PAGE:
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I'm upgrading an enterprise system to new hardware and have run into a problem fitting a serial connection into the COM2 serial header on the new motherboard.

I've checked the motherboard manuals and the headers seem to be wired identically, but the COM2 header on the new board is physically smaller than the header on the old board. Not by much, there's maybe a millimetre or two's difference between them, but the new board's header is very definitely incompatible with the plug I need to attach to it.

I've noticed that the plug is, however, exactly the size of the 9-pin USB header on the new board and plugs in to that perfectly (with the boards turned off of course - I'm not sure what sort of damage actually sending voltage down those lines would cause).

I should mention that the DB9 port on the back of the board is in use for something else, so I can't just wire the external devices into a female DB9 socket and attach it to that.

The old board is around ten years old, so is this a standard that has changed over time and I can get an adapter for or is this some custom-build enterprise-system weirdness and I should just re-wire the external devices into a smaller plug?

Edit: I've taken a picture of the plug next to the COM ports of the new motherboard. The old motherboard's COM header is bigger, physically it seems identical to the USB headers.

Image

Edit 2: I've taken pictures of both the old and new motherboard's COM headers. Old motherboard's COM2 header (the one that's the same as a USB header):

Old motherboard's COM2 header (the one that's the same as a USB header)

And the new motherboard's COM headers:

And the new motherboard's COM headers

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    Sounds like on is a USB header and the other is a COM port. How about screenshots as a tool to clarify your question – Ramhound Oct 18 '18 at 12:31
  • That looks like the front panel connection. It's usually a 9-pin connector with the missing one down-left – dmb Oct 18 '18 at 13:26
  • Please provide a clean picture of the both ports, and the label on the motherboard, next to each. – Ramhound Oct 18 '18 at 13:48
  • I've uploaded pictures of both headers, looking at it closer as I took pictures the old motherboard's COM2 header really does seem identical to a USB header (other than which pin is missing). Both the motherboard and the manual definitely label it as a serial COM header though, the manual even gives the usual table of serial pin In/Out configurations. – Scabadus Oct 18 '18 at 14:19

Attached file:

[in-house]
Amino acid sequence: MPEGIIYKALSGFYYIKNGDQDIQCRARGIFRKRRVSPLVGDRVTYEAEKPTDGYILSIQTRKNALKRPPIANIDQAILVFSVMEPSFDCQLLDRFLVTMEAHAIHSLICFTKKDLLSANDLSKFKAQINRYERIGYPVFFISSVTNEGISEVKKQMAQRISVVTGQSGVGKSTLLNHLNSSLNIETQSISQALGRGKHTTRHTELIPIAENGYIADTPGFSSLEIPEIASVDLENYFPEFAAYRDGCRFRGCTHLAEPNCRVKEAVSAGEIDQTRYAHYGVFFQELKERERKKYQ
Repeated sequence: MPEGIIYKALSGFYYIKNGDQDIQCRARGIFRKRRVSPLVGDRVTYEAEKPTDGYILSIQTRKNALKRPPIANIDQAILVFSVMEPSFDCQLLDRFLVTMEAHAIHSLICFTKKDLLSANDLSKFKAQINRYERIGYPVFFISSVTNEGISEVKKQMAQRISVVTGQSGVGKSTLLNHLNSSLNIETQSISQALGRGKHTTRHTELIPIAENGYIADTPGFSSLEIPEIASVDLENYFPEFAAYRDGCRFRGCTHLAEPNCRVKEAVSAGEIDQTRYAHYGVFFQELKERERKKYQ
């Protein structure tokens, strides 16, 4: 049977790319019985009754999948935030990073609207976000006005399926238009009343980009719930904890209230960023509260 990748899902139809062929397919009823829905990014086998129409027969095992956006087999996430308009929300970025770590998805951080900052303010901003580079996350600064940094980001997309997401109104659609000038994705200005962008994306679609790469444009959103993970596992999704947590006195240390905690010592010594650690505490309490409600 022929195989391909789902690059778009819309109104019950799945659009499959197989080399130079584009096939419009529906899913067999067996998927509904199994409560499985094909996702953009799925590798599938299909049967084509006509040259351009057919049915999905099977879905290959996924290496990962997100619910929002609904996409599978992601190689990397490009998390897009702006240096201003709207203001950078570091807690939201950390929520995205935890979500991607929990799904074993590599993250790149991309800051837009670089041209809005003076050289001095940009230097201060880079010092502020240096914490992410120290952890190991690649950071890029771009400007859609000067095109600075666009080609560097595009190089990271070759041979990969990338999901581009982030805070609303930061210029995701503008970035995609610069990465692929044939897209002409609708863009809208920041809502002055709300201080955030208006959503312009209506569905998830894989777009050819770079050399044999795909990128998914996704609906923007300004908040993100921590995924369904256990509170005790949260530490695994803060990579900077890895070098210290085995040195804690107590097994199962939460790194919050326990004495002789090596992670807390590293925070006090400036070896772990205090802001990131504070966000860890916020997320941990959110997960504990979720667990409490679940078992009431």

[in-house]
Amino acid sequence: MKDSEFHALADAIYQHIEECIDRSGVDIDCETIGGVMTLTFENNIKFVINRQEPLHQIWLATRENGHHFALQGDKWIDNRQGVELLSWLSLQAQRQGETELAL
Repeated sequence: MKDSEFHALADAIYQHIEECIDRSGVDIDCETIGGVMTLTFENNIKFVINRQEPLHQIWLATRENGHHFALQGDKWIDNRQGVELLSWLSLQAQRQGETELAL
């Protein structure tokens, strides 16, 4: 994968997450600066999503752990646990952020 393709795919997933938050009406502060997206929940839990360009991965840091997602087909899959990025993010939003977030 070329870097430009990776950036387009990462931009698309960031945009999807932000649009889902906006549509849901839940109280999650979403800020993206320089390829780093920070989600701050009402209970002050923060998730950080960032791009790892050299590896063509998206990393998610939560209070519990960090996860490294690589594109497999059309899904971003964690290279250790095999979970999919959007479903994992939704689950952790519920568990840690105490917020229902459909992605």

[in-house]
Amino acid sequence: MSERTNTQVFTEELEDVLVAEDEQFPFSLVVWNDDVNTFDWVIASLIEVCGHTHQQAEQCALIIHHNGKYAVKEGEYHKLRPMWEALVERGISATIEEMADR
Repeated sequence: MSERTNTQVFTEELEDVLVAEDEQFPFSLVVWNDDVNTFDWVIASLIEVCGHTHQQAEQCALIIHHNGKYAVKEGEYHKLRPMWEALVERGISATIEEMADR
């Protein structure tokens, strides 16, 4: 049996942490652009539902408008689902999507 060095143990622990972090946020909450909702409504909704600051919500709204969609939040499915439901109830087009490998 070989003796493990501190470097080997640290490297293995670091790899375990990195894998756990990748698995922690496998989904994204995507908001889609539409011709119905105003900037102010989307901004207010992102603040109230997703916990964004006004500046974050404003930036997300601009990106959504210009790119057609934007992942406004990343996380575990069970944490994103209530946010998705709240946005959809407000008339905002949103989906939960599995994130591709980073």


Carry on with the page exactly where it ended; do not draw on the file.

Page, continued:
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the COM2 header on the new board is physically smaller than the header on the old board ...
so is this a standard that has changed over time

Yes, as boards and components have gotten denser and/or smaller, so have connectors such as these pin headers.
The ubiquitous pin headers that you're familiar with are based on a 0.10" (i.e. a tenth of an inch or 2.54 mm) pitch (i.e. pin separation).
The modern trend is to use denser connectors (and based on metric dimensions), such as headers with a 2.00 mm pitch.

Adapters do exist (e.g. such as this), but you might want to check with the mobo manufacturer first for availability of a proper cable (because there are two wiring schemes for mobo-to-DB9-connector, see How to wire the LPT and COM port headers on a motherboard?.

  • Thanks, those pitch numbers were exactly what I needed to be able to find an adapter. – Scabadus Oct 19 '18 at 15:10
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I've uploaded pictures of both headers, looking at it closer as I took pictures the old motherboard's COM2 header really does seem identical to a USB header (other than which pin is missing).

The header in question is clearly marked as COM2, which means it's NOT a USB header, otherwise it would be labeled differently.

I've checked the motherboard manuals and the headers seem to be wired identically, but the COM2 header on the new board is physically smaller than the header on the old board.

Other than size they are identical. They both appear to be internal Serial COM ports.

Not by much, there's maybe a millimeter or two's difference between them, but the new board's header is very definitely incompatible with the plug I need to attach to it.

it does not appear that the cable you are attempting to connect to it is even a COM cable. Both headers have 9-pins the cable has I assume 10-wires.

Old motherboard's COM2 header (the one that's the same as a USB header)

A USB header would have a different pin that is blank. COM and USB headers are not identical.

I've noticed that the plug is, however, exactly the size of the 9-pin USB header on the new board and plugs into that perfectly (with the boards turned off of course - I'm not sure what sort of damage actually sending voltage down those lines would cause).

If you believe the cable to be a COM cable you shouldn't connected it to a USB header.

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